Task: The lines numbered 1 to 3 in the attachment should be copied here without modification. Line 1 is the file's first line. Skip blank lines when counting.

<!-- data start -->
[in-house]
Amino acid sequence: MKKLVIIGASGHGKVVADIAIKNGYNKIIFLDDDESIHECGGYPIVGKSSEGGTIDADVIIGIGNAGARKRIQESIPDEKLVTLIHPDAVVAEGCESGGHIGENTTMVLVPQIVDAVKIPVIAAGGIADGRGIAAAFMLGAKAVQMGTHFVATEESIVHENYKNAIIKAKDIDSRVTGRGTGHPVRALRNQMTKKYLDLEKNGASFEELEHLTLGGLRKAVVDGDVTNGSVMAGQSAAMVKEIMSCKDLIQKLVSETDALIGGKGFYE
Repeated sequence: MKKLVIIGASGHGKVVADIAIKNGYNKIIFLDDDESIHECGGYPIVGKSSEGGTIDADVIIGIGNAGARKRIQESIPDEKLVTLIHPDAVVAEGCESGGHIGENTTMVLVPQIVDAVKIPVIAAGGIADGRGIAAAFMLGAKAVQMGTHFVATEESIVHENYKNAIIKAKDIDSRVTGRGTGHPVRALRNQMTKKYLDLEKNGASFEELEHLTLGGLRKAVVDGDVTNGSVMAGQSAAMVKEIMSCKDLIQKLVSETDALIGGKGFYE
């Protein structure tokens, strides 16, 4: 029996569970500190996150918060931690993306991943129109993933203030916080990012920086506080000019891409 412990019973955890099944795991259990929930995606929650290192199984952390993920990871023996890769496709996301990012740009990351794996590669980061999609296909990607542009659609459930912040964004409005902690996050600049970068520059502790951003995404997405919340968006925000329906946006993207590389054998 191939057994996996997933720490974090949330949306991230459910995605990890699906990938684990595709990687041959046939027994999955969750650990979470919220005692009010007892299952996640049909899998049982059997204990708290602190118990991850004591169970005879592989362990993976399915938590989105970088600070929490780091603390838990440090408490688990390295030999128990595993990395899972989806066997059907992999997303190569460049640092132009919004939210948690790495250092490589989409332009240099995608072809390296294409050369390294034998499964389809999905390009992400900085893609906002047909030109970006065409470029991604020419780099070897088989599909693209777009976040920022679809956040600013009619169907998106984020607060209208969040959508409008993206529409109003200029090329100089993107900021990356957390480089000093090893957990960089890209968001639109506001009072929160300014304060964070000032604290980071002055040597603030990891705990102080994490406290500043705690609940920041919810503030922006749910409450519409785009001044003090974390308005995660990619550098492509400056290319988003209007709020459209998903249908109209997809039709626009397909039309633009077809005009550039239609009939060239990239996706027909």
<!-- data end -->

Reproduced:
[in-house]
Amino acid sequence: MKKLVIIGASGHGKVVADIAIKNGYNKIIFLDDDESIHECGGYPIVGKSSEGGTIDADVIIGIGNAGARKRIQESIPDEKLVTLIHPDAVVAEGCESGGHIGENTTMVLVPQIVDAVKIPVIAAGGIADGRGIAAAFMLGAKAVQMGTHFVATEESIVHENYKNAIIKAKDIDSRVTGRGTGHPVRALRNQMTKKYLDLEKNGASFEELEHLTLGGLRKAVVDGDVTNGSVMAGQSAAMVKEIMSCKDLIQKLVSETDALIGGKGFYE
Repeated sequence: MKKLVIIGASGHGKVVADIAIKNGYNKIIFLDDDESIHECGGYPIVGKSSEGGTIDADVIIGIGNAGARKRIQESIPDEKLVTLIHPDAVVAEGCESGGHIGENTTMVLVPQIVDAVKIPVIAAGGIADGRGIAAAFMLGAKAVQMGTHFVATEESIVHENYKNAIIKAKDIDSRVTGRGTGHPVRALRNQMTKKYLDLEKNGASFEELEHLTLGGLRKAVVDGDVTNGSVMAGQSAAMVKEIMSCKDLIQKLVSETDALIGGKGFYE